Yellow necklacepod
Sophora tomentosa var. truncata

Landscape Uses:

Accent or specimen shrub along the coast. Also buffer plantings.

Ecological Restoration Notes:

Grown by a few native plant nurseries in south and central Florioda. Available in Lake Worth at Indian Trails Native Nursery (561-641-9488) and at Amelia's SmartyPlants (561-540-6296), in Boynton Beach at Sustainscape (561-245-5305) and in Miami at Pro Native Consulting (786-488-3101).
Medium to large shrub with an irregular rounded crown. Trunks short, bearing several arching stems. Bark yellowish-brown, roughend by lenticels. Leaves glossy dark green, shiny above, slighly hairy when young then becoming glabrous.
Typically 8-10 feet in height. About as broad as tall.
Growth Rate:
Monroe County Keys north to Brevard and Levy counties.
Edges of coastal forests and thickets.
Moist, well-drained sandy or limestone soils, with humusy top layer; rarely on peat on tree islands in the southern Everglades.
Nutritional Requirements:
Moderate; can grow in nutrient poor soils, but needs some organic content to thrive.
Salt Water Tolerance:
Low; does not tolerate long-term flooding by salt or brackish water.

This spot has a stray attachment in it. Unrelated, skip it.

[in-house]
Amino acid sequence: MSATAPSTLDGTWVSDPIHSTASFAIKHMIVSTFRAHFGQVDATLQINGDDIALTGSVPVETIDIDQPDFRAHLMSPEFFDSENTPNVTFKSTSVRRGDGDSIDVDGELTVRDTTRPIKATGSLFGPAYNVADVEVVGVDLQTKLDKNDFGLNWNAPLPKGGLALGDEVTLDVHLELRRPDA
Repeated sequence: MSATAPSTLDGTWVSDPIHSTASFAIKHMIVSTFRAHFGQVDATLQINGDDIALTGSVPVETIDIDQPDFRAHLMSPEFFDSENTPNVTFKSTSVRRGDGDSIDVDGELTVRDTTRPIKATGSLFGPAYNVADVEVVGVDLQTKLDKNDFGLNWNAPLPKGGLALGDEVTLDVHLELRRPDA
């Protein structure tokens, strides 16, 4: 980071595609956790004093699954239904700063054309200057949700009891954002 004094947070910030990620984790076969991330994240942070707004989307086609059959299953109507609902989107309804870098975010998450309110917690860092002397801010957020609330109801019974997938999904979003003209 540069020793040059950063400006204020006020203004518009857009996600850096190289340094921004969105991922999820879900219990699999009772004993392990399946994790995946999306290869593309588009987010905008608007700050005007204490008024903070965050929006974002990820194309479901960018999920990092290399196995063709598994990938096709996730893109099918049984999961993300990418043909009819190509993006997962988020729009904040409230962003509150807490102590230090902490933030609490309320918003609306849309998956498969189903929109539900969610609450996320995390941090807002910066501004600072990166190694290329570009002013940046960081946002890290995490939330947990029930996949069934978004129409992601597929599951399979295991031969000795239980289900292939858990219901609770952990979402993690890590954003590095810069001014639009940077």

Salt Wind Tolerance:
High; can tolerate moderate amounts of salt wind without significant injury.
Drought Tolerance:
High; does not require any supplemental water once established.
Light Requirements:
Full sun.
Flower Color:
Flower Characteristics:
Showy, in long, racemose, terminal spikes.
Flowering Season:
All year.
Yellowish-brown beaded pods (legumes), 2-6" long.
Wildlife and Ecology:
Provides food and shelter for wildlife. Nectar plant for hummingbirds and butterflies. The flowers also attract warblers and bees.
Horticultural Notes:
Can be grown from seed. Care must now be taken to avoid pollination by S. tomentosa var. occidentalis (see below).
The very hairy, commonly sold necklacepod is S. tomentosa var. occidentalis from Texas. The seeds are toxic if eaten. See also the Florida Wildflower Foundation's Flower Friday page.

Roger L. Hammer
Shirley Denton
Shirley Denton
Michelle M. Smith, 2018
In habitat, Atlantic Dunes Park, Florida
Michelle M. Smith, 2018
In habitat, Atlantic Dunes Park, Florida